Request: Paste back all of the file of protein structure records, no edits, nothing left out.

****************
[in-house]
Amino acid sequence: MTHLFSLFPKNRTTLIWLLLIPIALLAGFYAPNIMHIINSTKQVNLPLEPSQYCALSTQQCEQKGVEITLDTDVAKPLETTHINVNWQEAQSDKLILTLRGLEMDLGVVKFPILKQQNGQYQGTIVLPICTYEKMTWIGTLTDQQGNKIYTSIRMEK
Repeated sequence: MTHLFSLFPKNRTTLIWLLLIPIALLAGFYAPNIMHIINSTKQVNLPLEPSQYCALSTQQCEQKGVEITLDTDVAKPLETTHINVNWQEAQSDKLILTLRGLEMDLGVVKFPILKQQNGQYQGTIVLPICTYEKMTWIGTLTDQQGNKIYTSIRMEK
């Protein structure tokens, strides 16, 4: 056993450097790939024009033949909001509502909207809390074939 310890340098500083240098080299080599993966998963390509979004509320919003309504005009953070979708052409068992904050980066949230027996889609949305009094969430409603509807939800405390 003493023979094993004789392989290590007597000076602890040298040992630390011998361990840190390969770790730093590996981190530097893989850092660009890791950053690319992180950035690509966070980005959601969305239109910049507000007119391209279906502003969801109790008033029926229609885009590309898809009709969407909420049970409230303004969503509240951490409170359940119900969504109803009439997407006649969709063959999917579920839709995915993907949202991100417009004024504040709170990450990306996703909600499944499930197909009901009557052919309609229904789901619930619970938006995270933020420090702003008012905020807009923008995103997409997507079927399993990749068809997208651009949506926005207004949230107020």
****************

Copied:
[in-house]
Amino acid sequence: MTHLFSLFPKNRTTLIWLLLIPIALLAGFYAPNIMHIINSTKQVNLPLEPSQYCALSTQQCEQKGVEITLDTDVAKPLETTHINVNWQEAQSDKLILTLRGLEMDLGVVKFPILKQQNGQYQGTIVLPICTYEKMTWIGTLTDQQGNKIYTSIRMEK
Repeated sequence: MTHLFSLFPKNRTTLIWLLLIPIALLAGFYAPNIMHIINSTKQVNLPLEPSQYCALSTQQCEQKGVEITLDTDVAKPLETTHINVNWQEAQSDKLILTLRGLEMDLGVVKFPILKQQNGQYQGTIVLPICTYEKMTWIGTLTDQQGNKIYTSIRMEK
């Protein structure tokens, strides 16, 4: 056993450097790939024009033949909001509502909207809390074939 310890340098500083240098080299080599993966998963390509979004509320919003309504005009953070979708052409068992904050980066949230027996889609949305009094969430409603509807939800405390 003493023979094993004789392989290590007597000076602890040298040992630390011998361990840190390969770790730093590996981190530097893989850092660009890791950053690319992180950035690509966070980005959601969305239109910049507000007119391209279906502003969801109790008033029926229609885009590309898809009709969407909420049970409230303004969503509240951490409170359940119900969504109803009439997407006649969709063959999917579920839709995915993907949202991100417009004024504040709170990450990306996703909600499944499930197909009901009557052919309609229904789901619930619970938006995270933020420090702003008012905020807009923008995103997409997507079927399993990749068809997208651009949506926005207004949230107020």